- The employer can refuse to accept an employee’s resignation.
One of the most prevalent myths about giving/receiving notice is that an employee’s resignation will only take effect once it has been accepted by the employer.This can lead unwary employers into the trap of believing that they can prevent an employee from leaving simply by refusing to accept the employee’s resignation.
However, an employee’s notice of resignation will be effective as soon as it is given in accordance with the terms of the contract.
Employers can protect themselves against being caught out by an employee’s unexpected resignation by ensuring that employees have suitable notice periods.Ideally, the notice period will be long enough for the employer to find a replacement and for any handover to be completed. For junior employees, this may be a couple of weeks (although be aware that longer periods may apply as a matter of law where the employer is giving notice to the employee – see Myth No.5), but for senior executives and other key members of staff the appropriate period of notice might be several months.
Employers should also keep notice periods under review. As employees become more senior and/or more integral to the employer’s business or a particular project, it may be advisable for the employer to negotiate a longer notice period so it is not caught out if the employee unexpectedly resigns.
- The employer can always make a payment in lieu of notice to bring the employment to an end quickly.
Once notice of termination has been given – either by the employer or by the employee – the employer will often decide it doesn't want the employee to work out their notice period and will make a payment in lieu of notice instead.That’s OK, right
Unfortunately, it may not be that straightforward.Unless the employment contract gives the employer an express right to make a payment in lieu of notice, sending the employee home with their notice pay will be a breach of contract.
This could lead to claims for any losses the employee suffers as a result of the breach (for example, the value of any benefits they would have been entitled to during their notice period).More significantly, the employer’s breach of contract could render any post-termination restrictions (such as non-compete and non-solicitation of customer clauses) unenforceable.
Most employment contracts will contain a payment in lieu of notice clause, but the golden rule, as always, is to double-check the contract and make sure it’s there.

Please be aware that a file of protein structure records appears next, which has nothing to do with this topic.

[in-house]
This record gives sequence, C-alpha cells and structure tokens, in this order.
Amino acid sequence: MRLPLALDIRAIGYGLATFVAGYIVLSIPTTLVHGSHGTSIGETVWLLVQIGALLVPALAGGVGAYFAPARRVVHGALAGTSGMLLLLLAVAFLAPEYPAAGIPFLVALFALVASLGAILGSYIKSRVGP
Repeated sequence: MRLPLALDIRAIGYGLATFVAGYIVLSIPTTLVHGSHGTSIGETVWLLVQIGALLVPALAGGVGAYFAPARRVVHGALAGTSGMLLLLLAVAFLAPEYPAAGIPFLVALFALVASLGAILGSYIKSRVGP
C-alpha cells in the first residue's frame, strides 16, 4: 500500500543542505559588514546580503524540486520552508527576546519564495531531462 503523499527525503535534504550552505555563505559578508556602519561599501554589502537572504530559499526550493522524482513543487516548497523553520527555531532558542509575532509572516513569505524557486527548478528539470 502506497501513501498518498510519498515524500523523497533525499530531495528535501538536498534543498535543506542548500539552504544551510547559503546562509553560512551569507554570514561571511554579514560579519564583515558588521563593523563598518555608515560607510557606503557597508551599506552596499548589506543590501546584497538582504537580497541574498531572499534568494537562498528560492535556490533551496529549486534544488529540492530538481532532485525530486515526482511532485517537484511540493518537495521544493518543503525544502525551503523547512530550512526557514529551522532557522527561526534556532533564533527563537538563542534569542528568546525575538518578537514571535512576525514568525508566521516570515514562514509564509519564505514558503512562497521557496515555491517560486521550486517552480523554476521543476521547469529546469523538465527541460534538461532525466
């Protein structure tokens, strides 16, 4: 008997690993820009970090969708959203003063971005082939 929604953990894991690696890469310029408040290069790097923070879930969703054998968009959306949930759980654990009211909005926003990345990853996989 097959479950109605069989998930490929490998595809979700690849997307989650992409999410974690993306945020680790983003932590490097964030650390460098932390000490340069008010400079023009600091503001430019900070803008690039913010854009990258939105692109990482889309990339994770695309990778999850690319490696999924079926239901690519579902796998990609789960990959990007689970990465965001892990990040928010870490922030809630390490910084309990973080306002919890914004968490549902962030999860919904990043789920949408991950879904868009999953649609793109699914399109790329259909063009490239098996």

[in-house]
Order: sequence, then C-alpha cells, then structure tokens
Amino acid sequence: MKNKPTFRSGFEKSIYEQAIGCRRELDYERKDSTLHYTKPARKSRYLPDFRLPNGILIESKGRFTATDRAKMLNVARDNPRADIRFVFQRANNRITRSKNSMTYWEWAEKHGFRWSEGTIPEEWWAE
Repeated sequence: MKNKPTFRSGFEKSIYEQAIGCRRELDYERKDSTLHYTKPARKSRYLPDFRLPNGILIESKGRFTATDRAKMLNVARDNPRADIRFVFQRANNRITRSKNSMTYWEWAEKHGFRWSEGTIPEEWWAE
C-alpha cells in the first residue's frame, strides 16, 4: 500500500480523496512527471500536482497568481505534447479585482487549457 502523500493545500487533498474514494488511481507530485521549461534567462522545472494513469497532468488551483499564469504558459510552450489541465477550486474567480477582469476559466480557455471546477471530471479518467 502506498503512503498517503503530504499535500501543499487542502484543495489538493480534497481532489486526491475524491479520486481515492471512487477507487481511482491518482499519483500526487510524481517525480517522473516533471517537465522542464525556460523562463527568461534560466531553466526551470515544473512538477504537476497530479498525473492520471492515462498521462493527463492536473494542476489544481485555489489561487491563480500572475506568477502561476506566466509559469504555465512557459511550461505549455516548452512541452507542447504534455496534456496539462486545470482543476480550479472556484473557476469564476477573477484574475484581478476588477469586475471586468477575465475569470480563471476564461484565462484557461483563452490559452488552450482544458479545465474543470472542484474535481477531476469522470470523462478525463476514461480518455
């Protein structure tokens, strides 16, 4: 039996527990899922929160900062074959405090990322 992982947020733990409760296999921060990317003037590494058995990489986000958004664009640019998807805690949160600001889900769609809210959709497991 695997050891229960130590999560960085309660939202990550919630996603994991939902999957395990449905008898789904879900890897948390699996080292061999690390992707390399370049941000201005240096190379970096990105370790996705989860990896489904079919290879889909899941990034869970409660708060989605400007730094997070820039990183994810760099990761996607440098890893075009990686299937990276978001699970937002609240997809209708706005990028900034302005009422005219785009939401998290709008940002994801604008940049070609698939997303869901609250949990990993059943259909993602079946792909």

- Notice pay can be paid tax free if paid under a settlement agreement.
When an employer and employee are negotiating the terms of an agreed exit, it will often be suggested –by the employer or the employee – that the notice pay can be paid tax free.This can seem like an excellent idea.Not only does it maximise the value of the exit package for the employee, it also means the employer will save on National Insurance contributions.This can seem like a win/win situation.
However, if the employment contract contains a payment in lieu of notice clause (as most employment contracts do) then the payment will be taxable as earnings and the employer could find themselves in trouble with HMRC by paying it without appropriate deductions and accounting for National Insurance contributions.
Again, employers should double-check the employment contract.
There are other options for structuring settlement payments tax efficiently, so employers who are unsure of the tax position should seek advice on the available options.
- Notice is effective as soon as it is given.
Both employers and employees can get into a bit of a muddle over when notice is validly served and takes effect.We regularly come across situations where an employee is told at a meeting that their employment is being terminated, but it takes a week or two for this to be confirmed in writing.
Although there is no legal requirement for notice to be given in writing, most employment contracts will specify that notice must be written.If the contract specifies written notice, notice given orally at a meeting will not be effective.Instead, notice will (usually) run from the date of the letter, not the date of the meeting.
A further complication arises if written notice is not handed directly to the employee.Notice will not take effect until it is actually received by the employee (unless the employment contract contains specific rules on when notice is deemed to have been received).Therefore, a termination letter sent to an employee’s home address while she is away on holiday will not have effect until she returns home and reads the letter.
A delay in validly giving notice, which can also delay the termination date, will mean the employee is entitled to be paid for the extra days they are employed. It can also have more far-reaching consequences, for example allowing the employee to qualify for a bonus that would not have been payable if notice had been validly served.
- As long as notice is given in accordance with the contract, the employer can’t go wrong.
A recurring theme in this article is the importance of checking – and complying with – the employment contract to make sure notice is validly given.Whilst this is critical, the employment contract doesn't always give a complete picture and this can lead to even the most careful employers being caught out.
Although most employment contracts will specify the amount of notice to be given by either party to terminate the employment, there are minimum notice periods set out in legislation which can override the contract.
Employees are entitled to a minimum of one week’s notice per complete year of service up to a maximum of 12 weeks’ notice after 12 years’ continuous service. Therefore, whilst the contract is the starting point, employers should always consider whether a longer notice is required by law.